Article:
Hong Kong lost some economic momentum in last year’s final quarter, preliminary data showed on Friday, and an unrelenting battle to stamp out Covid-19 infections threatens to slow it further.
The Chinese territory’s gross domestic product (GDP) grew 4.8% in the fourth quarter from the same period a year earlier, thanks to robust exports and improved private consumption partly due to subsidies to consumers worth HK$30 billion ($3.85 billion).
At the start of this year, however, the re-emergence of local coronavirus transmissions prompted the global financial hub to re-imposed tight restrictions and isolate itself from the world.
Hong Kong’s economy grew 6.4% in 2021, marking its first annual rise after two years of recession. GDP contracted 6.1% in 2020, the city’s worst annual performance since 1962.
Looking ahead, the city is struggling to maintain its zero-Covid policy amid an Omicron variant outbreak. Renewed restrictions on restaurants and other businesses have dampened the near-term outlook of the economy.
She noted that seasonally adjusted growth between the third and fourth quarters was only 0.2% and cut her 2022 annual growth forecast to 3% from 4%.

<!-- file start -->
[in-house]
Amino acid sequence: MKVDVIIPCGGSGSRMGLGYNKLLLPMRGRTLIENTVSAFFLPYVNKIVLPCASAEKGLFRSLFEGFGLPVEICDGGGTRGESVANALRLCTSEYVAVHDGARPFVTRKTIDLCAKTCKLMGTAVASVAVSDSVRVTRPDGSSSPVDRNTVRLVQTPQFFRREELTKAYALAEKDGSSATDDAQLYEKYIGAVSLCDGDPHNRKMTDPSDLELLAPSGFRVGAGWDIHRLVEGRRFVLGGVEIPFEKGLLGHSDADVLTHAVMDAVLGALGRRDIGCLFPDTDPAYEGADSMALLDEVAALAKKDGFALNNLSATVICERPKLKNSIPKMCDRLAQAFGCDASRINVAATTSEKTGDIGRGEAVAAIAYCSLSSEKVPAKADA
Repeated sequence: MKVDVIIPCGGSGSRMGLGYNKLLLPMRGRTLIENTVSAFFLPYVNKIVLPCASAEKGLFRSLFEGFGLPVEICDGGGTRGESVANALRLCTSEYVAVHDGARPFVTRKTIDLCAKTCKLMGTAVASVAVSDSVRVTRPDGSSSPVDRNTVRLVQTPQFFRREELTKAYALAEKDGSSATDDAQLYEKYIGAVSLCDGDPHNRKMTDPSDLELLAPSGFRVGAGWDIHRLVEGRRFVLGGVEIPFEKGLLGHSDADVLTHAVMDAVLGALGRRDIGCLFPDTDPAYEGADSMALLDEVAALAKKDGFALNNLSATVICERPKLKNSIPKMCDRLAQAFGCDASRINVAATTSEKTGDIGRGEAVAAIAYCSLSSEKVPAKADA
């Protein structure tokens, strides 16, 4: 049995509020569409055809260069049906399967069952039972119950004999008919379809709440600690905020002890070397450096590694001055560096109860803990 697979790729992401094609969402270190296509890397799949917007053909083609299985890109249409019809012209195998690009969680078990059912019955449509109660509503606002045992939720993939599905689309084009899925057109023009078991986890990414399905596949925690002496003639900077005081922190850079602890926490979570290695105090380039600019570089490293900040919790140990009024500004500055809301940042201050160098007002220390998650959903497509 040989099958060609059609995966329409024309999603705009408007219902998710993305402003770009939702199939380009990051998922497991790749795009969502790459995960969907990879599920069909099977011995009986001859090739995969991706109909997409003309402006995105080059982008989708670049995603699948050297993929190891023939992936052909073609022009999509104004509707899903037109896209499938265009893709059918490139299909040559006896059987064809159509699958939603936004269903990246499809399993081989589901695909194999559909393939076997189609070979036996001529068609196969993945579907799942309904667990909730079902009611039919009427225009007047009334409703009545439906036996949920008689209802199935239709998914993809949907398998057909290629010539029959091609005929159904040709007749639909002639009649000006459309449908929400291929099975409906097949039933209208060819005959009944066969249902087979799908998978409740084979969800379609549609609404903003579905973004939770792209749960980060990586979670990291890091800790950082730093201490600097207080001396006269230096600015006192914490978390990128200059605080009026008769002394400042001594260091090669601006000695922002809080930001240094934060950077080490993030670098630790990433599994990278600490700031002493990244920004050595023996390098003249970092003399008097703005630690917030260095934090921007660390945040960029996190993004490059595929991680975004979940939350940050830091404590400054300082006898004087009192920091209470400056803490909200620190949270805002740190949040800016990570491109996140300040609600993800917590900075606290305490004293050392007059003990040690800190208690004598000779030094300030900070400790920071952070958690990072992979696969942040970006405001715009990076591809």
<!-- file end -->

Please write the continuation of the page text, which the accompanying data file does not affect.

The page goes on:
“The near-term outlook has darkened as it is taking longer than had been hoped to bring the fifth wave of infections, largely driven by the Omicron variant, under control,” Sheana Yue, China economist for Capital Economics, said.
She expected Hong Kong’s economy would contract in the January-March quarter
“Stricter social distancing measure domestically will deal another blow to the already fragile recovery in most customer-facing sectors during the peak lunar new year festival.”
Drag on Recovery
Oxford Economics is even more pessimistic, projecting that 2022 growth will reach just 2.3%. “We expect the government’s zero-Covid policy will remain a drag on economic recovery,” said senior economist Lloyd Chan.
The trade-dependent city saw exports rise 26% last year while imports grew 24.3%. Trade with mainland China, the US and EU all expanded, according to the government.
“Our estimates suggest that goods exports rebounded strongly thanks to strong global demand for consumer goods amid renewed virus waves in advanced economies and fewer supply disruptions in Southeast Asia,” Yue added.
“But the pace of growth in private consumption moderated, government spending stagnated, and the downturn in investment deepened.”
- George Russell, with Reuters